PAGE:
The NASA Insight lander’s “mole” or burrowing machine is once more deep in trouble as it once more fails to burrow deep into the surface of the Red Planet and get data that would help scientists know more about Earth’s distant cousin. 

According to a report from CNET, the InSight lander has been having a hard time sending its heat probe beneath the surface of Planet Mars. In a tweet, the InSight team who keeps track of the instrument tweeted a GIF that shows the Heat and Physical Properties Package (HP3) probe popping back out of the Martian soil. HP3 is more famous for its nickname, “mole.” 

“Mars continues to surprise us. While digging this weekend the mole backed about halfway out of the ground. Preliminary assessment points to unexpected soil properties as the main reason. Team looking at the next steps. #SaveTheMole #Teamwork,” the team tweeted

The probe was deployed to burrow up to 16 feet below the surface and take the temperature of Mars’ core. The project was intended for scientists to know more about how rocky planets are actually formed. 

However, after some time, the mole had to resurface because it encountered some unusual soil properties that make it more difficult to burrow down. It can be remembered that the mole got stuck beneath the surface of Mars last February.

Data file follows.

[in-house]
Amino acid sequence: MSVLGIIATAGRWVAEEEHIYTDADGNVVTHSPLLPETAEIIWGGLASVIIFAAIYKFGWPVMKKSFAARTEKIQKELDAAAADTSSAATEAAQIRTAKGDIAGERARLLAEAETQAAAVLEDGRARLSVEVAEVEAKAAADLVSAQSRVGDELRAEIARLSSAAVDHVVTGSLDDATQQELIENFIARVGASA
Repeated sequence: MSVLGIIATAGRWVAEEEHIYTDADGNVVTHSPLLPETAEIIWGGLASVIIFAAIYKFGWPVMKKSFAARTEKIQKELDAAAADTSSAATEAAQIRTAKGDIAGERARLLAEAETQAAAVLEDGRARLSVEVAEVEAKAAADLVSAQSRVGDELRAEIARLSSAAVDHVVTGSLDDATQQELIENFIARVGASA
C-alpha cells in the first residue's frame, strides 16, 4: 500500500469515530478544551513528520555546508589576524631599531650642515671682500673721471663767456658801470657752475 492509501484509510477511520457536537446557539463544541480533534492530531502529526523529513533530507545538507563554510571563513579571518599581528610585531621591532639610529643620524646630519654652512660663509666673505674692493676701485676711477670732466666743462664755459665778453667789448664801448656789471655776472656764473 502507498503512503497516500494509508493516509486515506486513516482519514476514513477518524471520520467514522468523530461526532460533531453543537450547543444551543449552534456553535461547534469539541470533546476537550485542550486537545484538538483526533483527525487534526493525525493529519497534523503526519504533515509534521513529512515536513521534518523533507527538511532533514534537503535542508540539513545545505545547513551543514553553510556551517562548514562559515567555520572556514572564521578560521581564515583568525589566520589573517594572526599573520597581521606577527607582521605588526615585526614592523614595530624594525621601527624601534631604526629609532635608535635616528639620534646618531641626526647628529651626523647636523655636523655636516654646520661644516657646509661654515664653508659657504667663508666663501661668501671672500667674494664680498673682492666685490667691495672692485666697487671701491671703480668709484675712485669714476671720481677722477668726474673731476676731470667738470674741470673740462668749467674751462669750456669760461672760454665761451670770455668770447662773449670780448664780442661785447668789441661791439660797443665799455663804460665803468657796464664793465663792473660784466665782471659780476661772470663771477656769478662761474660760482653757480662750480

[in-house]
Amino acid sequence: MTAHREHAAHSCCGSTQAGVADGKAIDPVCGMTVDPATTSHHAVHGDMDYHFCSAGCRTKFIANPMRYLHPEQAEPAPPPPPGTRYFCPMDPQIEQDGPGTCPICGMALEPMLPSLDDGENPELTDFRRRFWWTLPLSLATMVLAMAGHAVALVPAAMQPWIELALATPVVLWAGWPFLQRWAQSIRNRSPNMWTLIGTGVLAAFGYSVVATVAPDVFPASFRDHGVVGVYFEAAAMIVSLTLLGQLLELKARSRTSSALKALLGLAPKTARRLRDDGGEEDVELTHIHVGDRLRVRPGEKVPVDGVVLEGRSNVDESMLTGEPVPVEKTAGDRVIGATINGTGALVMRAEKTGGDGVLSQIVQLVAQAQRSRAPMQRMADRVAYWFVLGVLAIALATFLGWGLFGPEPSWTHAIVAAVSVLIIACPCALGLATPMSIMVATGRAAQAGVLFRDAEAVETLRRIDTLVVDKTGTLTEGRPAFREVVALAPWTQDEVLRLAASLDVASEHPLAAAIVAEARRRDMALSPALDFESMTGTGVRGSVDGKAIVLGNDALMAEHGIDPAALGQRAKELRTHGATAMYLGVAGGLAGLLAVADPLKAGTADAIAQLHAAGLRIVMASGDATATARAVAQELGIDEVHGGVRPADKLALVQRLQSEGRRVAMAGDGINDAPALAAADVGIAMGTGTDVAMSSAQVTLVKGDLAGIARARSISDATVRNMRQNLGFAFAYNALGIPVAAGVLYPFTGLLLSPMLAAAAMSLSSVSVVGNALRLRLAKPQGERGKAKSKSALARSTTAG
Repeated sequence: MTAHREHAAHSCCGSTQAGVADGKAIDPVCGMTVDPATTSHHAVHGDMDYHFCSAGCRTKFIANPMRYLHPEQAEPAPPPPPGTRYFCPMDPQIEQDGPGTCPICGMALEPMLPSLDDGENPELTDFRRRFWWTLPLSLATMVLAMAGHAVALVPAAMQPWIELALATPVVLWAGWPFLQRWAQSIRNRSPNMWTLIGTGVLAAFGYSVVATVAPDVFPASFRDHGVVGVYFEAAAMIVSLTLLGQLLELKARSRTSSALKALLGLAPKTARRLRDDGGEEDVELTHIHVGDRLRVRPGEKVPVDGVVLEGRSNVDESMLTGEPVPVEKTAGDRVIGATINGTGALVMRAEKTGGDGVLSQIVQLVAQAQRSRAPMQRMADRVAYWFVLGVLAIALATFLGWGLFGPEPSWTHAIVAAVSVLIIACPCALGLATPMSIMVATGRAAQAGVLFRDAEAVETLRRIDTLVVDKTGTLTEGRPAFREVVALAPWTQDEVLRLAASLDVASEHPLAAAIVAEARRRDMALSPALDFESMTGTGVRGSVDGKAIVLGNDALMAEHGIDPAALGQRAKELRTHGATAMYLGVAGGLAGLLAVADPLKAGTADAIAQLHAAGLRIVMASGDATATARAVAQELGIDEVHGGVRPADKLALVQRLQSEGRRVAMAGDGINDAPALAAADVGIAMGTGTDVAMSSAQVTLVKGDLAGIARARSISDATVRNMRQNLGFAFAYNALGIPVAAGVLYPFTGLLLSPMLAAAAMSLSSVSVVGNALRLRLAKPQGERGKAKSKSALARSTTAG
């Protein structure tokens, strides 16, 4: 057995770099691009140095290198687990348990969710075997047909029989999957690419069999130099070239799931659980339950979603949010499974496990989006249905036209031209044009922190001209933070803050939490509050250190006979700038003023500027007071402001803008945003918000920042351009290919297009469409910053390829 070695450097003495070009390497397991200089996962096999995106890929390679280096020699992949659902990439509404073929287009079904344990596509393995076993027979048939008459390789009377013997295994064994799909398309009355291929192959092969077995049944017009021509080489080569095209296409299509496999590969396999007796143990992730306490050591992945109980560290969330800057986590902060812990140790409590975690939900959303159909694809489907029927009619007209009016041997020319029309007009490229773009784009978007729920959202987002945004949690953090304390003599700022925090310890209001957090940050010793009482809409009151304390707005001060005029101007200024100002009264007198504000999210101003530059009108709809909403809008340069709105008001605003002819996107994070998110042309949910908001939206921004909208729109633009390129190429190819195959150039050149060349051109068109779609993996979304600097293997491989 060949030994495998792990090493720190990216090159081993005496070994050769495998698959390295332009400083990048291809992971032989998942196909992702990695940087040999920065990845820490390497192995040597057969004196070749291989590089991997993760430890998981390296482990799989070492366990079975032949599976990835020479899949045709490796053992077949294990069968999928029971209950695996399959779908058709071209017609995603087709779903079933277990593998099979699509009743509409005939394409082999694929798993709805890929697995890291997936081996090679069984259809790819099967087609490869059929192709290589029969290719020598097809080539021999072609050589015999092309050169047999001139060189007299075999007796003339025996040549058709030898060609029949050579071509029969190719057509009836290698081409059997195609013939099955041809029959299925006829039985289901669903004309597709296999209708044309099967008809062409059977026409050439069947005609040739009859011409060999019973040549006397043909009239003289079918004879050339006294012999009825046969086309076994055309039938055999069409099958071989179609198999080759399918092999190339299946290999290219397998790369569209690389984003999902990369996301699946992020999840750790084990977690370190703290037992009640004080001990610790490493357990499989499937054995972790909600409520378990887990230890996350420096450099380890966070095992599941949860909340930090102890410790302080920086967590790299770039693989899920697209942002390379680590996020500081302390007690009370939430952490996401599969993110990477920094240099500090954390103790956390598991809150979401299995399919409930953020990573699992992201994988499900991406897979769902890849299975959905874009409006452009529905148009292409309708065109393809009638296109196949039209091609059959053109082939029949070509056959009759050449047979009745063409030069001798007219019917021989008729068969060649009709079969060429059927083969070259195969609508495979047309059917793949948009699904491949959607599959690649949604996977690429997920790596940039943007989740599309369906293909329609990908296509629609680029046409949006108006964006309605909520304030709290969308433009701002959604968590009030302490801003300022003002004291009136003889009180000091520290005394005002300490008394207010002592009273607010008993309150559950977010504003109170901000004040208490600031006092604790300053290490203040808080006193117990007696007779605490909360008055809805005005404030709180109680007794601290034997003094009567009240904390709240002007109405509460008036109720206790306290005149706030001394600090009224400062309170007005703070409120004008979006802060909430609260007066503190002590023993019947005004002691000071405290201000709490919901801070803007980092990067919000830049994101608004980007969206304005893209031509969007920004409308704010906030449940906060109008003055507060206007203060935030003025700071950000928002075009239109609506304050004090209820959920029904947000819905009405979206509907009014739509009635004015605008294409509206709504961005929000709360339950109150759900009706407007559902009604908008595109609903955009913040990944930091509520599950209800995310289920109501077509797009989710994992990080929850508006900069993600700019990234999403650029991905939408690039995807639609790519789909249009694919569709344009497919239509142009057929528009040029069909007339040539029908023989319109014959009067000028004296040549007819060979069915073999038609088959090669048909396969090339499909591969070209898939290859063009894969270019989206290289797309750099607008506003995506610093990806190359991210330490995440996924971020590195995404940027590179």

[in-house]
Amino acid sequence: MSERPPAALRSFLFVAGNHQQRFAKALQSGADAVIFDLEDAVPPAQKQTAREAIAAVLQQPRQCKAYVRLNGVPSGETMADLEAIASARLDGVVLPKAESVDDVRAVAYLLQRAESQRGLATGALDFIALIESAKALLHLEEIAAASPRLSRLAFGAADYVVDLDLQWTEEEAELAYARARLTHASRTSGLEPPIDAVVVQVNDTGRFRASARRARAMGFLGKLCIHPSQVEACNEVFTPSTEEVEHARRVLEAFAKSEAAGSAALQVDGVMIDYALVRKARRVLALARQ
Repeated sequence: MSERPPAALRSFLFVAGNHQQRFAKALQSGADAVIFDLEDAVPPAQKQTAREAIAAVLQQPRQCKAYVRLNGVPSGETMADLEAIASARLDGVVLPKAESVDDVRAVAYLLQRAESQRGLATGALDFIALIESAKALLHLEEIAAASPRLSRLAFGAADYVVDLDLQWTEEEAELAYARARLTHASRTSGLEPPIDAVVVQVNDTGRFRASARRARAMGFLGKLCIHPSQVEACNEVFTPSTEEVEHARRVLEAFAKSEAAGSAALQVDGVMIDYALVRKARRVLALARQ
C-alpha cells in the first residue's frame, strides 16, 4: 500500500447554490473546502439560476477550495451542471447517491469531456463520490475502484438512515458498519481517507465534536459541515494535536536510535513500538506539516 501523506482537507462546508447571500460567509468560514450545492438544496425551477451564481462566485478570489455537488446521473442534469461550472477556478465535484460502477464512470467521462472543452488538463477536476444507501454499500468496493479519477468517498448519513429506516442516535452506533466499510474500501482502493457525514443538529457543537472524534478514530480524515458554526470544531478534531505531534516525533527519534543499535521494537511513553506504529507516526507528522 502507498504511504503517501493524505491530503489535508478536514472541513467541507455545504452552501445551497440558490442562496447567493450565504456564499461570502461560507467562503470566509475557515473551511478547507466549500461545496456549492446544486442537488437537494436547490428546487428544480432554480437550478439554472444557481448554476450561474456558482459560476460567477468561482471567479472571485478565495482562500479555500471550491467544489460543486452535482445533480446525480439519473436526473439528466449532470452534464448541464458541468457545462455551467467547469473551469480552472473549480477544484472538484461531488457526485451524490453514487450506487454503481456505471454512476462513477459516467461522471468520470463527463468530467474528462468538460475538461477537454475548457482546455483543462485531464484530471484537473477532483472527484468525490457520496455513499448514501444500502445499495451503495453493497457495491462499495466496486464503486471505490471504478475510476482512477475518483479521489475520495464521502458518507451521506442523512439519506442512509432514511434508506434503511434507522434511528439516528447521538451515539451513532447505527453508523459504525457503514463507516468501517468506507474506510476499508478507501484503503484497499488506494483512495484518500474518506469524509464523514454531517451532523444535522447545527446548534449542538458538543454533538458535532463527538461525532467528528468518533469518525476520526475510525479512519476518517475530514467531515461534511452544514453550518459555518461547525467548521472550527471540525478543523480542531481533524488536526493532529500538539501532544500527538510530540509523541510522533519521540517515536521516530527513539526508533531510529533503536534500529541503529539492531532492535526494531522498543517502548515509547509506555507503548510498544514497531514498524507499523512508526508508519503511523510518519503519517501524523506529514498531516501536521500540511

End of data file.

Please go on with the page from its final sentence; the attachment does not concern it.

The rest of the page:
NASA made use of the lander's robotic arm to help it along before it encountered the latest setback. Per the report, NASA associate administrator Thomas Zurbuchen also shared via Twitter that the engineers are now analyzing data to figure out what happened and that they are expecting to know more within the week. 

Before that, NASA scientists were already “scratching their heads” trying to figure out how to dig further into the surface of the Red Planet. The heat probe or mole of the InSight Lander is supposed to dig up to 10 to 16 feet underground. However, the mole was able to reach only about a foot beneath the surface and could no longer dig its way out for months. 

Because of this, scientists are trying to figure out the Martian soil’s characteristics and discovered that it is unlike anything found on Earth. 

"We scratched our heads for quite a while trying to figure out what we could do," InSight project manager Tom Hoffman from NASA's Jet Propulsion Laboratory in Pasadena said during a presentation at the 22nd Annual International Mars Society Convention in Los Angeles.

Scientists surmised that the reason for the delay in digging may have been caused by “lost friction” on Martian soil. What’s curious about this experiment is that even with the digging activity there were no remnants of any dirt around the edges of the hole where the mole has been burrowing. So where did all the soil go? 

The mysterious occurrence led scientists to believe just how different is the geological makeup of Mars compared to the soil of Earth. "Where did the soil go? Basically, it got pounded back into the ground, so it seems like it’s very cohesive, even though it’s very dusty," Hoffman said. 

Nasa Mole Insight Lander on Mars NASA's InSight lander used its robotic arm to move the support structure for its digging instrument, informally called the "mole." This view was captured by the fisheye Instrument Context Camera under the lander's deck. Photo: NASA/JPL-Caltech